Testing in Production, the safe way

Why test in production when one can test in staging?

The Art of Testing in Production

Testing in production has historically carried with it a certain stigma and negative connotations linked to cowboy programming, insufficient or absent unit and integration testing, as well as a certain recklessness or lack of care for the end user experience.

From my post “Testing Microservices, the sane way”

The Three Phases of “Production”

For the most part, discussions about “production” are only ever framed in the context of “deploying” code to production or monitoring or firefighting production when something goes awry.

Phase 1 — Deploy

With testing (even in production!) only ever being a best effort verification, the accuracy of testing (or any form of verification for that matter) is contingent on the tests being run in a manner that resembles the way in which the service might be exercised in production in the closest possible way.

Phase 2 — Release

The blog post Deploy != Release goes on to define “release” as:

Phase 3 — Post-Release

If the release of the service went without a hitch and the newly released service is serving production traffic without any immediate issues, we can consider the release to be successful. What follows a successful release is what I call the “post-release” phase.

Testing in Production during the Deploy Phase

Assuming we can divorce the “deploy” phase from the “release” phase as outlined above, let’s explore some of the forms of testing that can be performed once the code is “deployed” to production.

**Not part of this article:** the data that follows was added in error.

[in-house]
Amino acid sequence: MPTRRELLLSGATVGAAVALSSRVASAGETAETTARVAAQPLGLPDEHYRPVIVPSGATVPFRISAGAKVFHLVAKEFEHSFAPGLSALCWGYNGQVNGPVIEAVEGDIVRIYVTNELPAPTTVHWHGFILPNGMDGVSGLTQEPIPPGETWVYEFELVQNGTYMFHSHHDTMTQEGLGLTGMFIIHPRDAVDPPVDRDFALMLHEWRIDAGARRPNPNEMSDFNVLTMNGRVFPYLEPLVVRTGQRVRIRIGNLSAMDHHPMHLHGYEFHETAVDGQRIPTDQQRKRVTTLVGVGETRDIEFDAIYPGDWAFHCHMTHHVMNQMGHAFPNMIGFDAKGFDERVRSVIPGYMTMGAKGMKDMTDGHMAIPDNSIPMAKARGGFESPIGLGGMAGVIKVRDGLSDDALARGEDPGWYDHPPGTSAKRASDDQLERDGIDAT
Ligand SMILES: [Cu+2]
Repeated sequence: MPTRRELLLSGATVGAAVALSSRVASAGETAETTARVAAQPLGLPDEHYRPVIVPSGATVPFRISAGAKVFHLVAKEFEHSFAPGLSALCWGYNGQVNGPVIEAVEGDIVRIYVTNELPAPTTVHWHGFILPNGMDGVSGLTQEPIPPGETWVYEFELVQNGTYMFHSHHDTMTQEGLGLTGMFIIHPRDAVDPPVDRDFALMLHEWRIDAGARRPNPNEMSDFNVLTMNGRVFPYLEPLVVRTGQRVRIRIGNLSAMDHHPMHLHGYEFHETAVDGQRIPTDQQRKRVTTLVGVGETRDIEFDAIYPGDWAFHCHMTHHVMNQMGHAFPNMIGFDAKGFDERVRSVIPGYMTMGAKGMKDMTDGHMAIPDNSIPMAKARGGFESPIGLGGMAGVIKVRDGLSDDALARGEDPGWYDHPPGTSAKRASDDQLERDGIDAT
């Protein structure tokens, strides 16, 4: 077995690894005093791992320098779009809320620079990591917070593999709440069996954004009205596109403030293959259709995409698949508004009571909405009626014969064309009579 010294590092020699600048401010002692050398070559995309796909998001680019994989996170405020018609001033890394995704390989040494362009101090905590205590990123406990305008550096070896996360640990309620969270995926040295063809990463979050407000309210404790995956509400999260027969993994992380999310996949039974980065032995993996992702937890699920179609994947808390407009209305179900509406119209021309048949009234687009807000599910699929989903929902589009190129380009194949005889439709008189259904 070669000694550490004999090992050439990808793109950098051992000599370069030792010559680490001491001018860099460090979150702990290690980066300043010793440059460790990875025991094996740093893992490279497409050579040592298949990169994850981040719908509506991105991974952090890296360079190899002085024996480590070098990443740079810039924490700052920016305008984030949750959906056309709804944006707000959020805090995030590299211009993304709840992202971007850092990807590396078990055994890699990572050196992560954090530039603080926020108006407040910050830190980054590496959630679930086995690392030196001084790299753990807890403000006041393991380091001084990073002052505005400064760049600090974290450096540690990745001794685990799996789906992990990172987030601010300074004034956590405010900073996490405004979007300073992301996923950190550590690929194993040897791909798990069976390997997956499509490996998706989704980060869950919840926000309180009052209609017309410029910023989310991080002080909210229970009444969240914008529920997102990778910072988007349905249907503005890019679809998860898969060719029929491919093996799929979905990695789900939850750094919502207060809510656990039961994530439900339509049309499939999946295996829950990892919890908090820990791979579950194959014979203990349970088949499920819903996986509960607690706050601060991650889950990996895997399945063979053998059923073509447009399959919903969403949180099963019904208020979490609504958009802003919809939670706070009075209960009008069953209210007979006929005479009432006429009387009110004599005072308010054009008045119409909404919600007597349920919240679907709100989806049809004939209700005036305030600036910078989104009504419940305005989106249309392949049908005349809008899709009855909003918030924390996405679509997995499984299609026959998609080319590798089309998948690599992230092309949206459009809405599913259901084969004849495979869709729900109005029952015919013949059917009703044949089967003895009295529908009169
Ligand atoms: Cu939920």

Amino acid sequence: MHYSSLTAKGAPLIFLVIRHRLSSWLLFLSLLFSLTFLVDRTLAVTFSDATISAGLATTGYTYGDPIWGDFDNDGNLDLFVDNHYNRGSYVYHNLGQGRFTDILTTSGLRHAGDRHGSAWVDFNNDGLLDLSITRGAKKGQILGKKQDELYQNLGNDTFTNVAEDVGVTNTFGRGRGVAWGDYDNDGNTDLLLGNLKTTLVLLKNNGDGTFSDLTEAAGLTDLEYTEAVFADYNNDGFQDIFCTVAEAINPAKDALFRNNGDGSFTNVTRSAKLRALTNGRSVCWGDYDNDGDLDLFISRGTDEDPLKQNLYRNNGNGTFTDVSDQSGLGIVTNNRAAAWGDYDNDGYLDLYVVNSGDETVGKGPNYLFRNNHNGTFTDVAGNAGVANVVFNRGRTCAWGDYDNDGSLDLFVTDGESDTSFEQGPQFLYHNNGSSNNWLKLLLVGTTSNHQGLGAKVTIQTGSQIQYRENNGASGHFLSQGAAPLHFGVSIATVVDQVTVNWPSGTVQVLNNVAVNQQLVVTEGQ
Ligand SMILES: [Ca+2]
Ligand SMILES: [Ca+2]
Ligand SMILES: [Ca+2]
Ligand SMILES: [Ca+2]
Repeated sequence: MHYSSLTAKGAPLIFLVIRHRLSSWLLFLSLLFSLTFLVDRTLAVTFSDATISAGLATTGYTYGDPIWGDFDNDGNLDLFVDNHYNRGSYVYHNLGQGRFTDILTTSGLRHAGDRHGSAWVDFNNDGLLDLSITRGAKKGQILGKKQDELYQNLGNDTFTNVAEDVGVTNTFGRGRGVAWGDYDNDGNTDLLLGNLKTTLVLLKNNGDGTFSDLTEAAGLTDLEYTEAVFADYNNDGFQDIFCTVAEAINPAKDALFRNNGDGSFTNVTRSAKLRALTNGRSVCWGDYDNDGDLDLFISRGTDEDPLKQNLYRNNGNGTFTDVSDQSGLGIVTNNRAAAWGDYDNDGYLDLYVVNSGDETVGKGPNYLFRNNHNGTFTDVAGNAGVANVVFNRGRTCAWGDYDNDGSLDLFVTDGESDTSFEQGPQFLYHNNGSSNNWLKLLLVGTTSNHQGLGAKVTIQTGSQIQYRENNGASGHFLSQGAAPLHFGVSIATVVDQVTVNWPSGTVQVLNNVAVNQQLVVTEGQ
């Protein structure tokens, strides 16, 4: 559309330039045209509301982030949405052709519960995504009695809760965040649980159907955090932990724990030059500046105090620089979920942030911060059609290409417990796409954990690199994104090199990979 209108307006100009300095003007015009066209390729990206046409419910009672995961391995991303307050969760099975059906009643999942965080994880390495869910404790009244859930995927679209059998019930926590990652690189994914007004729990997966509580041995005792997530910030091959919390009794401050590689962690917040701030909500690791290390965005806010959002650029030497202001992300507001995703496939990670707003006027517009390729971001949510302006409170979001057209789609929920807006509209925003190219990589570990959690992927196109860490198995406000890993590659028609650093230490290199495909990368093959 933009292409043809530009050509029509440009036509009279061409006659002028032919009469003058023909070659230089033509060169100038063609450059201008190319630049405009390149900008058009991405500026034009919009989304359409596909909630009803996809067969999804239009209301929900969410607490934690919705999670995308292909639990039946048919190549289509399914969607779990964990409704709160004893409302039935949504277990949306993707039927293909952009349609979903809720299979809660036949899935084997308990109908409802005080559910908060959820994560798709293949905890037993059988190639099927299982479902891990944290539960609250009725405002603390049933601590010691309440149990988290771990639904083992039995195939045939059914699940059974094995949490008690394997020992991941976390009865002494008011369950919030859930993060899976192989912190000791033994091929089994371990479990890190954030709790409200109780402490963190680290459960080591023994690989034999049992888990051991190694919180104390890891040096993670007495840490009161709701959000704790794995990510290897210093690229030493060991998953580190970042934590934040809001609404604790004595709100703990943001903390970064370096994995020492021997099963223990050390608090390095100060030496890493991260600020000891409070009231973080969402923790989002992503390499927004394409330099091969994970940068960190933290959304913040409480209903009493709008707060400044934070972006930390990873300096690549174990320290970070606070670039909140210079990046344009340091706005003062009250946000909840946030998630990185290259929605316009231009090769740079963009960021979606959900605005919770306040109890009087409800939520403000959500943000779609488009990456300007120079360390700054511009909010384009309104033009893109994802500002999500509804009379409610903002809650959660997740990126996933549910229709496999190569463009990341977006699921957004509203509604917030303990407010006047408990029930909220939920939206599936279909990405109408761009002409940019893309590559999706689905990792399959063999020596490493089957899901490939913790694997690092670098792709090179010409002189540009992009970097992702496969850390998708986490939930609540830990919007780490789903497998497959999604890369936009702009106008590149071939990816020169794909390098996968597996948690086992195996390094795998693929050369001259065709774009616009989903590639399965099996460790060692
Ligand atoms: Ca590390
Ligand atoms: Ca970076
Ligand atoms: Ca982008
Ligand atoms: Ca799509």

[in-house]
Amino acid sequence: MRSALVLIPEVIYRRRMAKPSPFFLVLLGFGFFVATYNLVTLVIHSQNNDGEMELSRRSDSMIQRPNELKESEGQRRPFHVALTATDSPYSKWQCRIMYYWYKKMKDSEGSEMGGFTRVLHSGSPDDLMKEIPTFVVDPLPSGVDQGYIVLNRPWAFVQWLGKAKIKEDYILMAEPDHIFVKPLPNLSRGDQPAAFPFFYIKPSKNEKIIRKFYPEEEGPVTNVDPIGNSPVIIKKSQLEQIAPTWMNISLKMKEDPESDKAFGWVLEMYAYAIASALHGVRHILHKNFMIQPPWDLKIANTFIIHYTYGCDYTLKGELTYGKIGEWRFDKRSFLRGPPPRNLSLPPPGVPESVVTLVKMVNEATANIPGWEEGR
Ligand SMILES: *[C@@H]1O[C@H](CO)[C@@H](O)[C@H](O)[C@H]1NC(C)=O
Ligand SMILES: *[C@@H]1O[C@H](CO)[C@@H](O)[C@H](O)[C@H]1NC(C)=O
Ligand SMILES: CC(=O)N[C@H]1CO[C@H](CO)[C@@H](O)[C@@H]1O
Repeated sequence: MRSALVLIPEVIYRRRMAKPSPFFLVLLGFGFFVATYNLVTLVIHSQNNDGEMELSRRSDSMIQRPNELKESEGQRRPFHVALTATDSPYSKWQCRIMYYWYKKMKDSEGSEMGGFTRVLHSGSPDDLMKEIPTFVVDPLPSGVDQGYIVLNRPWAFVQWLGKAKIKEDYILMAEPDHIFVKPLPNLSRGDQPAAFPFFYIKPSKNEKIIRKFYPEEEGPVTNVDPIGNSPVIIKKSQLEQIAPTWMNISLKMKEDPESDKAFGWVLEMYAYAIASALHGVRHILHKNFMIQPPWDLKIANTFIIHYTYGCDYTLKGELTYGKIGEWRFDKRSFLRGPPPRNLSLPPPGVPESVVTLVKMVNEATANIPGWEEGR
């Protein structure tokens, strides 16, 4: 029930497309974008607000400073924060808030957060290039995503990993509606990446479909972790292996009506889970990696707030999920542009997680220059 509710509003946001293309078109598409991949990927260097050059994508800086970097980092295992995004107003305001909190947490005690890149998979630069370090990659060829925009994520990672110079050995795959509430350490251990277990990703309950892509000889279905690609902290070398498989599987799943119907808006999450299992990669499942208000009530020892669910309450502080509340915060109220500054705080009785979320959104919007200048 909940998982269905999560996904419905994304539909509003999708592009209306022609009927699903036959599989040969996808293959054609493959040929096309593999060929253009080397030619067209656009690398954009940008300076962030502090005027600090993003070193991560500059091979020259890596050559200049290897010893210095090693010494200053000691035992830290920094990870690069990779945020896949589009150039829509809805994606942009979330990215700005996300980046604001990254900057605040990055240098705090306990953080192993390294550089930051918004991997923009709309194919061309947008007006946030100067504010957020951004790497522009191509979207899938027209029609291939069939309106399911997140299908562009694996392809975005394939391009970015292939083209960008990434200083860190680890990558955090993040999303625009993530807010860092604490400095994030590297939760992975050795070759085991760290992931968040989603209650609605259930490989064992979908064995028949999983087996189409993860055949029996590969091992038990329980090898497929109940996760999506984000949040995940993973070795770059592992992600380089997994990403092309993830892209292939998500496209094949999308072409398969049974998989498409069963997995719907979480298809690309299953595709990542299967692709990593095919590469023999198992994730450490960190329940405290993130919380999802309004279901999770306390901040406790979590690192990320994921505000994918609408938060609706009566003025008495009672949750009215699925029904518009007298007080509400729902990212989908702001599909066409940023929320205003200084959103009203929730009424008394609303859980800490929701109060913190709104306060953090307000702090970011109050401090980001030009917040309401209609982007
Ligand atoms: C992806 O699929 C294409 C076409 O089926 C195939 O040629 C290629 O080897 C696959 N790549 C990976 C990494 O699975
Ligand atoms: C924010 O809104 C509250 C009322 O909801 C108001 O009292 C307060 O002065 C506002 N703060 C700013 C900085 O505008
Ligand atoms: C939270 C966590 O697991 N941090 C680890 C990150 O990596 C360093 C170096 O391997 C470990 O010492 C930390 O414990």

Integration Testing

Traditionally, integration testing is performed by a CI server in an isolated “testing” environment over every git branch. A copy of the entire service topology (including databases, queues, caches, proxies and so forth) is spun up for the test suites of all the services to be run against each other.

Integration test for a deployed version of service B run against a released version of service C where the writes never make it to the database

Shadowing (also known as Dark Traffic Testing or Mirroring)

I find shadowing (also known as a dark launch according to a blog post from Google or in istio parlance called mirroring) to be more beneficial than integration testing in many cases.

Tap Compare

I first heard the word “tap-compare” during a discussion with Matt Knox at the Testing in Production meetup this January. The only reference to the term I’ve been able to find has been in Twitter’s blog post on the topic of productionizing a high SLA service.

Load Testing

For those unfamiliar with what load testing is, this article should be a great starting point. There’s no dearth of open source load testing tools and frameworks, the most popular ones being Apache Bench, Gatling, wrk2, Erlang based Tsung, Siege, Scala based Twitter’s Iago (which scrubs the logs of an HTTP server or a proxy or a network sniffer and replays it against a test instance). I’ve also heard from an acquaintance that mzbench really is the best in class for generating load, and supports a wide variety of protocols such as MySQL, Postgres, Cassandra, MongoDB, TCP etc. Netflix’s NDBench is another open source tool for load testing data stores and comes with support for most of the usual suspects.

From the whitepaper on Kraken

Config Tests

Testing in Production — Release

Once a service has been tested after it’s deployed, it needs to be released.

Canarying

Canarying refers to a partial release of a service to production. A subset of production now consists of the canaries which are then sent a small percentage of actual production traffic after they pass a basic health check. The canary population is monitored as it serves traffic, the metrics being monitored for are compared with the non-canary metrics (the baseline), and if the canary metrics aren’t within the acceptable threshold, a rollback ensues. While canarying is a practice generally discussed in the context of releasing server-side software, canarying client-side software is increasingly common as well.